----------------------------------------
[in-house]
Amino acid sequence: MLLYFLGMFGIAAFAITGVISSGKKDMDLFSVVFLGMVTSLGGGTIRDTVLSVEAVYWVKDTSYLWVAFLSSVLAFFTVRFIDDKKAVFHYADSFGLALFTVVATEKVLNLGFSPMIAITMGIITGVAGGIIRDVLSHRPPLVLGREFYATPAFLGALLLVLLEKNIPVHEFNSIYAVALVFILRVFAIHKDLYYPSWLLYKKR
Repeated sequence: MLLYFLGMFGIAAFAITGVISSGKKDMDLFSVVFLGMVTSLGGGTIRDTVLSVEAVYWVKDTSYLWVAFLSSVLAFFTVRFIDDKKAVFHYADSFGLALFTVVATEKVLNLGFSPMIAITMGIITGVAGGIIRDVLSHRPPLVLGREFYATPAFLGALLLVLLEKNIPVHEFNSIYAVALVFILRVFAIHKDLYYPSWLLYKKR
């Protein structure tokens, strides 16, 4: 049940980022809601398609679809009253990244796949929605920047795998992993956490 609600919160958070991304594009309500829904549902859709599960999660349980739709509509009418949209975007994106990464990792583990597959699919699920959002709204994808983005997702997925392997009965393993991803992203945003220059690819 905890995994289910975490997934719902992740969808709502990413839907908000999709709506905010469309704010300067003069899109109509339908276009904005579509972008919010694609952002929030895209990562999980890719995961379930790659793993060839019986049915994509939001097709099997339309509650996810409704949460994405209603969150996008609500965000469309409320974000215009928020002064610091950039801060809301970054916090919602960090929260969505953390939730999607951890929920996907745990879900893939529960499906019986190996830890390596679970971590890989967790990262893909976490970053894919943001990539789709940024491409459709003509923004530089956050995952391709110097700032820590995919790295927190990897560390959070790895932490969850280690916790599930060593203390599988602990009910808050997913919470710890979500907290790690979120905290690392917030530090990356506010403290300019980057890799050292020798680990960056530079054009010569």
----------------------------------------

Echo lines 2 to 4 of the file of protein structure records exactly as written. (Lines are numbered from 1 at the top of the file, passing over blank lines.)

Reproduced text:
Amino acid sequence: MLLYFLGMFGIAAFAITGVISSGKKDMDLFSVVFLGMVTSLGGGTIRDTVLSVEAVYWVKDTSYLWVAFLSSVLAFFTVRFIDDKKAVFHYADSFGLALFTVVATEKVLNLGFSPMIAITMGIITGVAGGIIRDVLSHRPPLVLGREFYATPAFLGALLLVLLEKNIPVHEFNSIYAVALVFILRVFAIHKDLYYPSWLLYKKR
Repeated sequence: MLLYFLGMFGIAAFAITGVISSGKKDMDLFSVVFLGMVTSLGGGTIRDTVLSVEAVYWVKDTSYLWVAFLSSVLAFFTVRFIDDKKAVFHYADSFGLALFTVVATEKVLNLGFSPMIAITMGIITGVAGGIIRDVLSHRPPLVLGREFYATPAFLGALLLVLLEKNIPVHEFNSIYAVALVFILRVFAIHKDLYYPSWLLYKKR
């Protein structure tokens, strides 16, 4: 049940980022809601398609679809009253990244796949929605920047795998992993956490 609600919160958070991304594009309500829904549902859709599960999660349980739709509509009418949209975007994106990464990792583990597959699919699920959002709204994808983005997702997925392997009965393993991803992203945003220059690819 905890995994289910975490997934719902992740969808709502990413839907908000999709709506905010469309704010300067003069899109109509339908276009904005579509972008919010694609952002929030895209990562999980890719995961379930790659793993060839019986049915994509939001097709099997339309509650996810409704949460994405209603969150996008609500965000469309409320974000215009928020002064610091950039801060809301970054916090919602960090929260969505953390939730999607951890929920996907745990879900893939529960499906019986190996830890390596679970971590890989967790990262893909976490970053894919943001990539789709940024491409459709003509923004530089956050995952391709110097700032820590995919790295927190990897560390959070790895932490969850280690916790599930060593203390599988602990009910808050997913919470710890979500907290790690979120905290690392917030530090990356506010403290300019980057890799050292020798680990960056530079054009010569």